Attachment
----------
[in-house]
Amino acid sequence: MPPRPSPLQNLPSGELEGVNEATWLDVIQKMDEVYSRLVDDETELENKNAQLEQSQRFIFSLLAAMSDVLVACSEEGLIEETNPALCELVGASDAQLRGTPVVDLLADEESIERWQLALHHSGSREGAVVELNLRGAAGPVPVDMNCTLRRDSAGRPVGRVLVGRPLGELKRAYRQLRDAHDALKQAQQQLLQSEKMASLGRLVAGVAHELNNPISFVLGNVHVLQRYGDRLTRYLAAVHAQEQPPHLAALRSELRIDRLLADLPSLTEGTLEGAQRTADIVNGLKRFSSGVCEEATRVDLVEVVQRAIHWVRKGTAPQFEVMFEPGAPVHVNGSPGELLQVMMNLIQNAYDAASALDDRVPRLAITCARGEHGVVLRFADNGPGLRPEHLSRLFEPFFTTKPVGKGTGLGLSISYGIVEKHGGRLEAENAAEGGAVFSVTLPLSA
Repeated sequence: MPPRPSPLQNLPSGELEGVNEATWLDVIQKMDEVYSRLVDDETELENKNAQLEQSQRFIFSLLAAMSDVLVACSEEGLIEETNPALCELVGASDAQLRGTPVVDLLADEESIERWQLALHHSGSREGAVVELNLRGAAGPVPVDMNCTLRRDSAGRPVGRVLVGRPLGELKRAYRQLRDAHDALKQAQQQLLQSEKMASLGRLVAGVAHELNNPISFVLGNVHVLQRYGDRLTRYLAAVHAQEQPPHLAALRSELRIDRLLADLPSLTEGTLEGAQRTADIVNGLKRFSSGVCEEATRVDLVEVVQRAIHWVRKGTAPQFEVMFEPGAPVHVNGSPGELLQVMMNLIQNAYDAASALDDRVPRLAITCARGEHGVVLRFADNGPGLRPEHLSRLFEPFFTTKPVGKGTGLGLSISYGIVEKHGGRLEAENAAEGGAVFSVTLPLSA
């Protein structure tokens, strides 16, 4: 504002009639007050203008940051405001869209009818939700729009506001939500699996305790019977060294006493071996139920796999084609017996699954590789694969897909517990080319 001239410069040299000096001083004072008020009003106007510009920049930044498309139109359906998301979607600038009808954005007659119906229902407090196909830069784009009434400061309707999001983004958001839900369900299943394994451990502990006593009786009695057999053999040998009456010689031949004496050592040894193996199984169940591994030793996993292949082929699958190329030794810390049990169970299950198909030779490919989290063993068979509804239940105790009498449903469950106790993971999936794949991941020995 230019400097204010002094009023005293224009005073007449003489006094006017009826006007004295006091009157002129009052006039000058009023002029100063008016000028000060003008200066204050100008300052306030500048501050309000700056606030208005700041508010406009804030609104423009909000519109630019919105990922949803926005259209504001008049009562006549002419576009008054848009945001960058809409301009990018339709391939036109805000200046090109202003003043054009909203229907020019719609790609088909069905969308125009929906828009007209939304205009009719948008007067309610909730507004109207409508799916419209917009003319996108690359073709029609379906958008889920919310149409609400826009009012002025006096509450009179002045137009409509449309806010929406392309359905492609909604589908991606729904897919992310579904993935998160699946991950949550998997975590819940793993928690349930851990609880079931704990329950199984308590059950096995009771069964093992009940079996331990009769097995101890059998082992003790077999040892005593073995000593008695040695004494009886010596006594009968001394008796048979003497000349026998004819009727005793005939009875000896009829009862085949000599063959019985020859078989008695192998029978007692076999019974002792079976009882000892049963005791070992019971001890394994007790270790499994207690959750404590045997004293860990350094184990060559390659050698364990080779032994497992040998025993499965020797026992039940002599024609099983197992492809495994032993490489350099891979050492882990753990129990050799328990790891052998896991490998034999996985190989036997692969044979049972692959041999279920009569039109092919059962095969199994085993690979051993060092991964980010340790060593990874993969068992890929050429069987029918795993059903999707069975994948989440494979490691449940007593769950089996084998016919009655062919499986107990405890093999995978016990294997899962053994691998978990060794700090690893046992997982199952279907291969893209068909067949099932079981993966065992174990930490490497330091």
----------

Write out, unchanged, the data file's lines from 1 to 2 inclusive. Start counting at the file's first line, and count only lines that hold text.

[in-house]
Amino acid sequence: MPPRPSPLQNLPSGELEGVNEATWLDVIQKMDEVYSRLVDDETELENKNAQLEQSQRFIFSLLAAMSDVLVACSEEGLIEETNPALCELVGASDAQLRGTPVVDLLADEESIERWQLALHHSGSREGAVVELNLRGAAGPVPVDMNCTLRRDSAGRPVGRVLVGRPLGELKRAYRQLRDAHDALKQAQQQLLQSEKMASLGRLVAGVAHELNNPISFVLGNVHVLQRYGDRLTRYLAAVHAQEQPPHLAALRSELRIDRLLADLPSLTEGTLEGAQRTADIVNGLKRFSSGVCEEATRVDLVEVVQRAIHWVRKGTAPQFEVMFEPGAPVHVNGSPGELLQVMMNLIQNAYDAASALDDRVPRLAITCARGEHGVVLRFADNGPGLRPEHLSRLFEPFFTTKPVGKGTGLGLSISYGIVEKHGGRLEAENAAEGGAVFSVTLPLSA